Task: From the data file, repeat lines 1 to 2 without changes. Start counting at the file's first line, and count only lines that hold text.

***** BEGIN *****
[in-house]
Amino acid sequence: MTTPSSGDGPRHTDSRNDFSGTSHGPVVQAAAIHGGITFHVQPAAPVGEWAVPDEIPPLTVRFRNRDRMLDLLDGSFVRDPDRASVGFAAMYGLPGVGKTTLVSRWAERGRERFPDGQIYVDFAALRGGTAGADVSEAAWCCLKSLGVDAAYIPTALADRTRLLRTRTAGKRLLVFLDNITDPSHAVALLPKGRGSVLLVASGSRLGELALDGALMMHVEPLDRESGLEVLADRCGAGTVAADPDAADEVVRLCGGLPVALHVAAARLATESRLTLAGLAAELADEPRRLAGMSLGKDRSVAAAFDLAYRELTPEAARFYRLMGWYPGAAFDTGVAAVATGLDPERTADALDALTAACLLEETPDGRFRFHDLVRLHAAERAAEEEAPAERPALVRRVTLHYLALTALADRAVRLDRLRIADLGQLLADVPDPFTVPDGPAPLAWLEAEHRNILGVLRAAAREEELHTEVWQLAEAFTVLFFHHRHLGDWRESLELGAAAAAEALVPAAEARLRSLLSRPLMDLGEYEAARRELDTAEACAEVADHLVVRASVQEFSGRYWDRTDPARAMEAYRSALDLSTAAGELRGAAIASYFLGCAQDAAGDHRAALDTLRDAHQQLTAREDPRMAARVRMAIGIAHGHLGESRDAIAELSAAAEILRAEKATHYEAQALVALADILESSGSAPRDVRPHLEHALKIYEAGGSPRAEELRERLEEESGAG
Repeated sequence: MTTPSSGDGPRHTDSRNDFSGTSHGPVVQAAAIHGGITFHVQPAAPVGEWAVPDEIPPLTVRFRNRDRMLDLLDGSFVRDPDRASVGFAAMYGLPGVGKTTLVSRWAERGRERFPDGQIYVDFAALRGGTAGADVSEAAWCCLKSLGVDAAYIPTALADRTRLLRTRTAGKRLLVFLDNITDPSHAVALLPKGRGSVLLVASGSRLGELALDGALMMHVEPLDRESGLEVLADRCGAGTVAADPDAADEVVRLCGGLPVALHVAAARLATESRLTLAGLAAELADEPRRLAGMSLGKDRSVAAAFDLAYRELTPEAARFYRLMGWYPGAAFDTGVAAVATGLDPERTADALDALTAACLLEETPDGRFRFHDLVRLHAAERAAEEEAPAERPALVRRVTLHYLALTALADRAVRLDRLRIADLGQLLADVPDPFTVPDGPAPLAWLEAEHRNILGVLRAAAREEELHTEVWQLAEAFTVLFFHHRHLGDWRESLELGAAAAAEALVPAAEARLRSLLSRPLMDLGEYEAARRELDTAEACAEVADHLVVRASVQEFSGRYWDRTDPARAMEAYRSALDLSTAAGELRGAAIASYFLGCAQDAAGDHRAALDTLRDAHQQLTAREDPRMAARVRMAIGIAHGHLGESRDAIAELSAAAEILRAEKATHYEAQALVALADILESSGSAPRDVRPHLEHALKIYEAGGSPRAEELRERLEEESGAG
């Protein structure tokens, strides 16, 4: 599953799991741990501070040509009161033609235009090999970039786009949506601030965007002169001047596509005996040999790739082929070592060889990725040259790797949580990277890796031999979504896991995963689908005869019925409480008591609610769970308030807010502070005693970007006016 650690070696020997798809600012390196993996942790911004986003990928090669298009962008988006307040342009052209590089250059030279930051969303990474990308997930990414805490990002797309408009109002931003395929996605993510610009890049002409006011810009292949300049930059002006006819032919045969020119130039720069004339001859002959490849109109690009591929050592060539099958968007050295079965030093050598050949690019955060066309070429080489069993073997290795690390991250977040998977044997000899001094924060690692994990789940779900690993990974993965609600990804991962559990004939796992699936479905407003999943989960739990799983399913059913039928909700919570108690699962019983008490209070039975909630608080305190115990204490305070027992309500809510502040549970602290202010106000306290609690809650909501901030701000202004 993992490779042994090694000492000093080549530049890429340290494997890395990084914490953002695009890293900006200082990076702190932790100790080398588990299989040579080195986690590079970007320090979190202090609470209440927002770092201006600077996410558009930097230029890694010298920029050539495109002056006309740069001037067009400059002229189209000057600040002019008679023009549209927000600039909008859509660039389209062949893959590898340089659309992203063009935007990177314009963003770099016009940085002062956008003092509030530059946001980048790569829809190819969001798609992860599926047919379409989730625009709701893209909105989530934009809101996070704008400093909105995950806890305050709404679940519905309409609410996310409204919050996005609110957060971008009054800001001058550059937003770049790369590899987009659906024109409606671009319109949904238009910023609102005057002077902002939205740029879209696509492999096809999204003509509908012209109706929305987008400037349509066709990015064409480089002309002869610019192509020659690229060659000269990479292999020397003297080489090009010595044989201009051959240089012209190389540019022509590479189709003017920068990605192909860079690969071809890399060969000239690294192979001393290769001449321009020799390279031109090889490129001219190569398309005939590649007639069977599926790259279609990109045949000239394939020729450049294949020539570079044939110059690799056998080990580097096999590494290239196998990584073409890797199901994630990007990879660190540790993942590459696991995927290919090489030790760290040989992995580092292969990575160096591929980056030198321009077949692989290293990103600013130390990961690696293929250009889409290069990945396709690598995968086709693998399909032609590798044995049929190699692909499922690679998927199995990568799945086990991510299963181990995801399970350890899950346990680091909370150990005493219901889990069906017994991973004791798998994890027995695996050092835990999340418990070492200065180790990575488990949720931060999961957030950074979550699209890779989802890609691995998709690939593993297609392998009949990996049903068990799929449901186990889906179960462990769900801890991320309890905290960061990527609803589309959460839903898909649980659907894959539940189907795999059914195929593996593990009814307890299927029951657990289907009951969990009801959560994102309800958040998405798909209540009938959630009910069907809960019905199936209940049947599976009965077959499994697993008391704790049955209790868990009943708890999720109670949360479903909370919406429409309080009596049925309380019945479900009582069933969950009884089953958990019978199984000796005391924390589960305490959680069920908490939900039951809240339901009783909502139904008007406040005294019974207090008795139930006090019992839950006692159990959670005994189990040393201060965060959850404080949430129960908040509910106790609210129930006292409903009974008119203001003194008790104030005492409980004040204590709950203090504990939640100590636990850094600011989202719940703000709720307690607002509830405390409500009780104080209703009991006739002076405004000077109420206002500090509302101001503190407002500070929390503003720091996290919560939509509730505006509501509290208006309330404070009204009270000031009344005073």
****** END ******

[in-house]
Amino acid sequence: MTTPSSGDGPRHTDSRNDFSGTSHGPVVQAAAIHGGITFHVQPAAPVGEWAVPDEIPPLTVRFRNRDRMLDLLDGSFVRDPDRASVGFAAMYGLPGVGKTTLVSRWAERGRERFPDGQIYVDFAALRGGTAGADVSEAAWCCLKSLGVDAAYIPTALADRTRLLRTRTAGKRLLVFLDNITDPSHAVALLPKGRGSVLLVASGSRLGELALDGALMMHVEPLDRESGLEVLADRCGAGTVAADPDAADEVVRLCGGLPVALHVAAARLATESRLTLAGLAAELADEPRRLAGMSLGKDRSVAAAFDLAYRELTPEAARFYRLMGWYPGAAFDTGVAAVATGLDPERTADALDALTAACLLEETPDGRFRFHDLVRLHAAERAAEEEAPAERPALVRRVTLHYLALTALADRAVRLDRLRIADLGQLLADVPDPFTVPDGPAPLAWLEAEHRNILGVLRAAAREEELHTEVWQLAEAFTVLFFHHRHLGDWRESLELGAAAAAEALVPAAEARLRSLLSRPLMDLGEYEAARRELDTAEACAEVADHLVVRASVQEFSGRYWDRTDPARAMEAYRSALDLSTAAGELRGAAIASYFLGCAQDAAGDHRAALDTLRDAHQQLTAREDPRMAARVRMAIGIAHGHLGESRDAIAELSAAAEILRAEKATHYEAQALVALADILESSGSAPRDVRPHLEHALKIYEAGGSPRAEELRERLEEESGAG